self.T.DistributeOnDomain(self.x)
self.T.DistributeOnDomain(self.y)
self.T.Description = "Temperature of the plate"

def DeclareEquations(self):
daeModel.DeclareEquations(self)

# To distribute an equation on a domain the function DistributeOnDomain can be again used.
# However, when distributing equations the function DistributeOnDomain takes an additional argument.
# The second argument, DomainBounds, can be either of type daeeDomainBounds or a list of integers.
# In the former case the DomainBounds argument is a flag defining a subset of the domain points.
# There are several flags available:
#  - eClosedClosed: Distribute on a closed domain - analogous to: x: [ LB, UB ]
#  - eOpenClosed: Distribute on a left open domain - analogous to: x: ( LB, UB ]
#  - eClosedOpen: Distribute on a right open domain - analogous to: x: [ LB, UB )
#  - eOpenOpen: Distribute on a domain open on both sides - analogous to: x: ( LB, UB )
#  - eLowerBound: Distribute on the lower bound - only one point: x = LB
#    This option is useful for declaring boundary conditions.
#  - eUpperBound: Distribute on the upper bound - only one point: x = UB
#    This option is useful for declaring boundary conditions.
# Also DomainBounds argument can be a list (an array) of points within a domain, for example: x: {0, 3, 4, 6, 8, 10}
# Since our heat balance equation should exclude the top, bottom, left and right edges,
# it is distributed on the open x and y domains, thus we use the eOpenOpen flag:
eq = self.CreateEquation("HeatBalance", "Heat balance equation valid on open x and y domains")
x = eq.DistributeOnDomain(self.x, eOpenOpen)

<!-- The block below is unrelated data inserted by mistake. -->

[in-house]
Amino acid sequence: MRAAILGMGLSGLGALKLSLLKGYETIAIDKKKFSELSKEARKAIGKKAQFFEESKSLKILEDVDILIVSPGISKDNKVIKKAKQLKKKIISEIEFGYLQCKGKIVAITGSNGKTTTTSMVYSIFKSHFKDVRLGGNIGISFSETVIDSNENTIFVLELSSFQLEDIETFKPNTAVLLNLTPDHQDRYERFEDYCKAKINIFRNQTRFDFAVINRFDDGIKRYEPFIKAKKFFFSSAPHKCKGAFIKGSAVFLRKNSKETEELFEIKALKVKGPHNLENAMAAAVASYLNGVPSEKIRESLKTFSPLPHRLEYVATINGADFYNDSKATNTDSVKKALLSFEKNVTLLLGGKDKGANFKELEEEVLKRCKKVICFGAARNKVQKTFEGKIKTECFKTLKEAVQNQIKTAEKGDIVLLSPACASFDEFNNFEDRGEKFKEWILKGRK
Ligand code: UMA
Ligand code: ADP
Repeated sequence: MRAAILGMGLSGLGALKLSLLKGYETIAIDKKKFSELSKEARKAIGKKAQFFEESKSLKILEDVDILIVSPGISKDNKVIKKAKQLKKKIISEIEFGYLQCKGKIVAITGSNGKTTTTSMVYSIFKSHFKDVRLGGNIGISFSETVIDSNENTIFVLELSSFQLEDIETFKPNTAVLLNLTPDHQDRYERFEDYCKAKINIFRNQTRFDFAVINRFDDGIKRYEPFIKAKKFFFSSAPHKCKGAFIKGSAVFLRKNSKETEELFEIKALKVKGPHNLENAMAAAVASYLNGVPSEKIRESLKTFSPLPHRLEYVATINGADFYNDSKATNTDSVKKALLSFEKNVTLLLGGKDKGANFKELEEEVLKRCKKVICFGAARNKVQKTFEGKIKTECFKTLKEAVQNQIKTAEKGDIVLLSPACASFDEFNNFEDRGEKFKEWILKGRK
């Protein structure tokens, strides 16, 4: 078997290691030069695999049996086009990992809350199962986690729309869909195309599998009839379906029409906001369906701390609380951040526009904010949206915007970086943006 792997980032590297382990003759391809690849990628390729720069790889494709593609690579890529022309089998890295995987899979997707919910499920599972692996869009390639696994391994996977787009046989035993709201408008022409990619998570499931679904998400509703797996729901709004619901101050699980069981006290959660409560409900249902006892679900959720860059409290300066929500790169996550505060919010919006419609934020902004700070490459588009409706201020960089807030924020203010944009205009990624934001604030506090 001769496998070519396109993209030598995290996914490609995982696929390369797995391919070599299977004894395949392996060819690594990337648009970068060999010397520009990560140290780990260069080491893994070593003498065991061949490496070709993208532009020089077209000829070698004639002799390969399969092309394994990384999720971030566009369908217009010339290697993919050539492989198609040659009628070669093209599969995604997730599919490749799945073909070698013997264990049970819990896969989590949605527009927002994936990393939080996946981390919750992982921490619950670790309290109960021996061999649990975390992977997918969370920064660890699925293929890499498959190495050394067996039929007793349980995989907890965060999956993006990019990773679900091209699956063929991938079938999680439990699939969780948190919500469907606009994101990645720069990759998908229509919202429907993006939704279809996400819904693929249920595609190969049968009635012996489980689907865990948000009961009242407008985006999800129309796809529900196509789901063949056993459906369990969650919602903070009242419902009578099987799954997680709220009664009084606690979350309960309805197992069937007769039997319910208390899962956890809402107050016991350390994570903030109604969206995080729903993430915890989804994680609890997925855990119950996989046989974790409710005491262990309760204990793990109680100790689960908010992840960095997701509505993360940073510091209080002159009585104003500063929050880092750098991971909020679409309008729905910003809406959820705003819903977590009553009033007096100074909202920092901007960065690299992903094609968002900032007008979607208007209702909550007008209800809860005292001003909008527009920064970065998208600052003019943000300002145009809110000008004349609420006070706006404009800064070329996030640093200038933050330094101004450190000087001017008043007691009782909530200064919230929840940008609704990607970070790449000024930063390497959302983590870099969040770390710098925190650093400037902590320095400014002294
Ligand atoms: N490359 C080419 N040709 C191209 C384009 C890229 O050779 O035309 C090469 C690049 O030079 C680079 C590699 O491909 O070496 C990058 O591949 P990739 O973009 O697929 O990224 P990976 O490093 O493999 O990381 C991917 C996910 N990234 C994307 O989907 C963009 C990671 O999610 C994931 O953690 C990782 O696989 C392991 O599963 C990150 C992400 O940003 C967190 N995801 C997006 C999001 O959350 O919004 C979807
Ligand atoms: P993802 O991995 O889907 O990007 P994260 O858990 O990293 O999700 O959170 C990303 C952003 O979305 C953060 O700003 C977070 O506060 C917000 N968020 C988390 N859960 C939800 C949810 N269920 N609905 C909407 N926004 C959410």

y = eq.DistributeOnDomain(self.y, eOpenOpen)
# Functions d() and d2() can be used to calculate partial derivatives of the 1st and 2nd order, respectively.
# The arguments of those functions are:
#   1. a variable or an expression for which the derivative is sought
#   2. a domain for which we want a derivative
#   3. discretisation method (optional; the default is the center-finite difference method of 2nd order, eCFDM)
#   4. options (optional; a dictionary of options: {string:string}, the default is an empty dictionary)
#      Currently, the options accepted include:
#        - the DiscretizationOrder (the default is 2 fro eCFDM and 1 for the others)
# In this example we use (the default) center-finite difference method (eCFDM) of 2nd order
# to discretize the domains x and y. Other available methods are:
#  - eBFDM: backward-finite difference method
#  - eFFDM: forward-finite difference method
#  - eUpwindCCFV: cell-centered finite-volume method with flux limiter
eq.Residual = self.rho() * self.cp() * dt(self.T(x,y)) - \
self.k() * (d2(self.T(x,y), self.x, eCFDM) + d2(self.T(x,y), self.y, eCFDM))

# Boundary conditions are treated as ordinary equations, and the special eLowerBound and eUpperBound flags